An engineering professor’s plan to introduce ferroelectrics into the organic layers used to fabricate polymer solar cells may be the ingredient that could make the technology available to consumers in the very near future.
Assistant Professor of Electrical and Computer Engineering Sumit Chaudhary says ferroelectric materials, which act like dipoles with a positive and negative charge, can make the electronic phenomena in organic solar cells more favorable to improved energy conversion. Chaudhary will be exploring this new approach with a $400,000 National Science Foundation (NSF) CAREER award for the project “Utilizing Ferroelectrics for Multifaceted Device Engineering of Polymer Solar Cells.”
The project continues Chaudhary’s effort to increase the efficiency of solar cells and improve the technology for widespread applications. In the short-term, he’s hoping to improve the efficiency of the cells from 5 percent to close to 10 percent, which would be useful in charging small electronic devices.
“When solar cells absorb light, electrons gain energy. Some of these electrons are extracted outside as electric current, but some of them jump back to the now-empty lower energy states (called holes), and are lost,” he explained. “Using ferroelectrics would create an internal way to help break the strong attraction between the electrons and holes, leading to extraction of more electrons, and hence, improved solar-electric conversion efficiency.”
Ferroelectrics in solar cells can also create an electric field that can help transport the electrons to an output as well as increase flexibility in the material used for a solar cell’s electrodes. “If dipoles are put at the electrode and organic interface, they can shift energy levels so that even cheaper, non-ideal electrodes become suitable to extract current out from the solar cell.”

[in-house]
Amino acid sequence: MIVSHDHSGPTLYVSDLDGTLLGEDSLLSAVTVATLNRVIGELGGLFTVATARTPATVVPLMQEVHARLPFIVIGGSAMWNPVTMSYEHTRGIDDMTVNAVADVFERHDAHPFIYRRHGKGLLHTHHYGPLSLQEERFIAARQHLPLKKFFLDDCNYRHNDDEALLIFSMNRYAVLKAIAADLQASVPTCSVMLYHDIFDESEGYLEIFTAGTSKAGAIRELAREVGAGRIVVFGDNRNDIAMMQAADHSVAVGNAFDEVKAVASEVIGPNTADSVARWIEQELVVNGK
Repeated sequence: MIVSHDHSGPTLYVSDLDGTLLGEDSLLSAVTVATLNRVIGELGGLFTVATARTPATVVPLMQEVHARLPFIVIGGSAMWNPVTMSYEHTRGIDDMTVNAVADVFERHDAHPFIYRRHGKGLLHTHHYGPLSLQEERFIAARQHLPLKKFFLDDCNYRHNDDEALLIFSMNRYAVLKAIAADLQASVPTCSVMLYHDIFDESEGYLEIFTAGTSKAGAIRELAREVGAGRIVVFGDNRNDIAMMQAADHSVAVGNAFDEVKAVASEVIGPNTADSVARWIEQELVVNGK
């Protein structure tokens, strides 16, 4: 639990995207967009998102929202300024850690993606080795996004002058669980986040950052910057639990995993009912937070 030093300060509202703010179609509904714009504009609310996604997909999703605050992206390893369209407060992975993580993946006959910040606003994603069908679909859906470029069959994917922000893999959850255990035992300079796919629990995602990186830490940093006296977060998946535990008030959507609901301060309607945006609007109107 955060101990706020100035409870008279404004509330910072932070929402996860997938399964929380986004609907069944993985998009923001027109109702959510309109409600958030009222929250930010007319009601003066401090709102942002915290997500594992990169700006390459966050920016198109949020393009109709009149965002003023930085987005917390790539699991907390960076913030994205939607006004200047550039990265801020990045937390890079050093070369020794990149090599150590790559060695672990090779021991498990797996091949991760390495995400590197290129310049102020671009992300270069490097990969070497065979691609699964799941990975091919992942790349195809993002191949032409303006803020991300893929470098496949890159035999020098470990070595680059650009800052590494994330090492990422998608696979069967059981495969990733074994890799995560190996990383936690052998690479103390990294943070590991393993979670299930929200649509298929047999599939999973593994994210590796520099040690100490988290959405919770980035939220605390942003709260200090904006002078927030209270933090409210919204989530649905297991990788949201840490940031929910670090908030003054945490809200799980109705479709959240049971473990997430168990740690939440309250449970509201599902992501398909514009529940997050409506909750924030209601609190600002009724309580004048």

Chaudhary’s research group will integrate the materials in two different ways—as multiple layers of dipoles between organic interfaces and as a single layer when mixed in the organic phase—to determine the best method for fabricating the cells.
He says the materials processing aspect of the project will be the greatest challenge because the solvent that dissolves the organics of the solar cells doesn’t usually dissolve the dipole. “We have to evaluate a huge solvent space and force two resistant elements together while also ensuring we utilize all of the advantages the ferroelectrics provide.”
An associated benefit of this project is that it can initiate new paradigms of hybrid devices to harvest energy from multiple sources, including photovoltaic, piezoelectric, and pyroelectric approaches.
The project is highly multidisciplinary and offers graduate students working with Chaudhary an experience that will help in their future careers. Undergraduate students are also working with the group and are mentored by the graduate students.
“We will also reach out to K-12 students through the Toying with Technology program,” Chaudhary said. “Current and future teachers participate in the workshops and learn about scientific experiments that they can take to schools and disseminate to the students.”
The group also plans to participate in museum exhibits with the Science Center of Iowa to reach the public and inspire students to pursue a career in science and technology.